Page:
We broke down the ropes and moved down the way to another area, setting up a 5.9 crack climb and another 5.8 on top rope. I gave the 5.8 a try and was able to get the first half of the climb down, but couldn’t transition through the somewhat blank face in the middle.
It required a slightly dynamic move to the next hold which I wasn’t able to stick. It was frustrating. It was hot, it was humid, I was hungry. Not the most impressive day of climbing on my part. I’ve been stuck at the 5.7/5.8 barrier for awhile now, even when I was climbing fairly often at the gym (once a week).
However in the past few months I haven’t had the time to make it to the climbing gym after work at all and all my time spent climbing outdoors has been at Seneca dedicated to leading (and thus climbing the lowest grade climbs). We eventually headed back to camp after reconnecting with the remainder of our group.
We had some pretty amazing campfire cooked fajitas—as a backpacker, I’m really not used to such delicious food at camp!
The next morning was another late start. We elected to head to a more remote crag, the Meadows / South Side Crag, which apparently had some decent 5.8 / 5.9 routes, shade, and an adjacent swimming area. What we didn’t realize was how epic the journey was to actually get to the crag.
It was a decent haul just to get to the dirt road that takes you there. It was another few miles down the dirt road. We then came to a fork in the road—left took you over a rickety old railroad bridge with some sketchy looking railroad ties, and right took you through a moving stream immediately above a 15 foot waterfall.
The other part of our group was in a small car with two others and decided to park the car as they didn’t want to take either route. Our driver hemmed and hawed and then asked us to step out so she could take the water route. It proved to be an easy, but exciting, crossing. All seven of us then crammed into the SUV for the rest of the bumpy journey.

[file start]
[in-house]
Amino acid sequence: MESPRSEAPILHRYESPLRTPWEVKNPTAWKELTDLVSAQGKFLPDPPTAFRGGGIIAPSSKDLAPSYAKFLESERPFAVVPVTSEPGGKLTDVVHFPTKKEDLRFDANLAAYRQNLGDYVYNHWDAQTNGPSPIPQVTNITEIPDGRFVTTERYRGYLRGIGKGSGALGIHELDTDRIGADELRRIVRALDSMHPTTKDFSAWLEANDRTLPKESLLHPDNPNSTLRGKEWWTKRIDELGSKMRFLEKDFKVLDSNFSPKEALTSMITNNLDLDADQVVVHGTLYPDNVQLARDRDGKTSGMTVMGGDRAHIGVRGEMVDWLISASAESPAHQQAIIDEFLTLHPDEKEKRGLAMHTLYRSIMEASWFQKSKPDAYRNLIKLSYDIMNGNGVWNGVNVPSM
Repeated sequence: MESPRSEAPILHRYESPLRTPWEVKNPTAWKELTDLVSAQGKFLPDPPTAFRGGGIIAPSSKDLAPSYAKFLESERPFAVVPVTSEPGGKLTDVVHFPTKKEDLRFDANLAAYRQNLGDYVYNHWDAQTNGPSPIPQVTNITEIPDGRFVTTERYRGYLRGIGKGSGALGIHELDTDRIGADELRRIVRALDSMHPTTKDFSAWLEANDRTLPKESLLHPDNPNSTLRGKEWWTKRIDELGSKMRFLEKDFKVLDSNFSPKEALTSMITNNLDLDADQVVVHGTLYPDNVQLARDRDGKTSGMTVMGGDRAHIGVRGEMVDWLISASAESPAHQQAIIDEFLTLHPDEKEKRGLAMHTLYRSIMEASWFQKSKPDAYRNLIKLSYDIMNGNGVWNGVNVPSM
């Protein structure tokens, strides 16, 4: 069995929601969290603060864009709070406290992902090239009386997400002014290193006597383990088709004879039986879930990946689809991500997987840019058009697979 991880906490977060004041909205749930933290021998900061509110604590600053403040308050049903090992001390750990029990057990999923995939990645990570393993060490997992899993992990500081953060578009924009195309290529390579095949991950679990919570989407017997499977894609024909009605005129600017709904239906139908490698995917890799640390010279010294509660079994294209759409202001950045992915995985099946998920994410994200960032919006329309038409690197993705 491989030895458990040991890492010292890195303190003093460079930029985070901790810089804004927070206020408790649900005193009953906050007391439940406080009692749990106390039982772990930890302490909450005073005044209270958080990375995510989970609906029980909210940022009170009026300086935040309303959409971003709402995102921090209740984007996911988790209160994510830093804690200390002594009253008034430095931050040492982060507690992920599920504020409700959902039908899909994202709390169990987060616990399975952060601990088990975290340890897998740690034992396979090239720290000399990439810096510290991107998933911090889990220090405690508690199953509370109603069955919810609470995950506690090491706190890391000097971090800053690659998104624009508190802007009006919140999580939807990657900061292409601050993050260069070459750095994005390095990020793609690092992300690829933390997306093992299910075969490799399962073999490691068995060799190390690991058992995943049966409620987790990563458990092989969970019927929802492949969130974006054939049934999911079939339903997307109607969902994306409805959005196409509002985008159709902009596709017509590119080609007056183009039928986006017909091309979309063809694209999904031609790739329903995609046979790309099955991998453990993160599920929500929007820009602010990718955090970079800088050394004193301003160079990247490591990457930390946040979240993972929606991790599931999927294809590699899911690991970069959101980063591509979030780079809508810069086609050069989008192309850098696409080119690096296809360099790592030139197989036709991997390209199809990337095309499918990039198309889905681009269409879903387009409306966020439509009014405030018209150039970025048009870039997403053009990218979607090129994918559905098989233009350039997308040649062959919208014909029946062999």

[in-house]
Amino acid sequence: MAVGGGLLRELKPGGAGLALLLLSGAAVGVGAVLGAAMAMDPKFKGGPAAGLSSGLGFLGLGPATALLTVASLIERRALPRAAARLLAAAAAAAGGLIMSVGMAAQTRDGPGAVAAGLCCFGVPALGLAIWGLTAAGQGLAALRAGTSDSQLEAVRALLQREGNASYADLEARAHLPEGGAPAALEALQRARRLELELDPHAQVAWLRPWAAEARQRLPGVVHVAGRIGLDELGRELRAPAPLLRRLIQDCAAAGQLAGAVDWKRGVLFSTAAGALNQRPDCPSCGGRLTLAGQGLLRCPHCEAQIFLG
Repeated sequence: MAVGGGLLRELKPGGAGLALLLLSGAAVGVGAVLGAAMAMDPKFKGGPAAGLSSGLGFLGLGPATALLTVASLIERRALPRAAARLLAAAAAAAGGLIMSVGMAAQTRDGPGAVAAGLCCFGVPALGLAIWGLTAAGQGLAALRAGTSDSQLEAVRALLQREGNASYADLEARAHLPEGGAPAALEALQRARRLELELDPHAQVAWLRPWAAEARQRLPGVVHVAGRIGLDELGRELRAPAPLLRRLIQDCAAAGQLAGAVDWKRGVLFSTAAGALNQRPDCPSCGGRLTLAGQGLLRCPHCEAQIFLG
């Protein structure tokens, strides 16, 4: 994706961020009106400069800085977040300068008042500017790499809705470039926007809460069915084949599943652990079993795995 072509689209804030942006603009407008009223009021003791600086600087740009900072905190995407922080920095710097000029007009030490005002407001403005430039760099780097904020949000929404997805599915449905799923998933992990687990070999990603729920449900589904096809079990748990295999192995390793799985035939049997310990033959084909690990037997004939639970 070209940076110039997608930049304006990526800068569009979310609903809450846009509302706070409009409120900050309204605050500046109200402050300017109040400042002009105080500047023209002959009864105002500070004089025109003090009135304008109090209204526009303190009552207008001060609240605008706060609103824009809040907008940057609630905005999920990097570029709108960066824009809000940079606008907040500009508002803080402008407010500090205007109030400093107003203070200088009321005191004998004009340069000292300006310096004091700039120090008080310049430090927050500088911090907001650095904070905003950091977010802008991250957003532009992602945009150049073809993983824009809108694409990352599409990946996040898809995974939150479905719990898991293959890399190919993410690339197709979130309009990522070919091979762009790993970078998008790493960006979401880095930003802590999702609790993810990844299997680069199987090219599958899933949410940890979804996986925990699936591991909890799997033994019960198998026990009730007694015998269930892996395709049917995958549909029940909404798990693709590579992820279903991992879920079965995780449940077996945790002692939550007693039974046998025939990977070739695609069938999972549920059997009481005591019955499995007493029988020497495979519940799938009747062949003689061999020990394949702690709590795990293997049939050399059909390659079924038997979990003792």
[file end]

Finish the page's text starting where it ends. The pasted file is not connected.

We continued down the dirt road and then were unsure of the proper direction once we reached another fork. We drove down each road partially before asking a few locals on ATVs where our intended route might be.
Proceeding another few miles down the road we crossed a few narrow railroad bridges (less sketchy than the first one) and crossed through a series of massive, car-eating mud puddles—good thing for SUVs and four wheel drive—before finally seeing the lead car from our group at the trailhead.
The actual hiking approach was very short, in contrast to the vehicle approach. And the crag itself was absolutely spectacular… Huge, intimidating overhanging walls and some absolutely gargantuan roofs overhead. I was definitely out of league on these climbs.
We proceeded a little further down to the more moderate climbs—merely vertical 5.9s and some big 5.8 slab climbs. I headed over to the big slabs while folks were attempting to lead them to set up a top rope… It proved to be quite challenging.
The base of the climb was super wet and mossy and the first bolt was probably 15 feet up. We spent a lot of time trying to stick clip the first bolt. While they continued to work on setting up the slabs, I got on the crimpy 5.9 (non-slab) climb on top rope and managed to squirm my way up eventually after a few takes.
Even though it wasn’t clean, I was still pleased that I was able to work my way up to the top of a 5.9 at the New. I’ll take it.
I returned to the slabs and they had managed to get to the top. My rope was set up on the 5.8 so I belayed some folks and then got on it myself. The tree at the base was the key to bypassing the slick moss. On the slab there were really no holds whatsoever.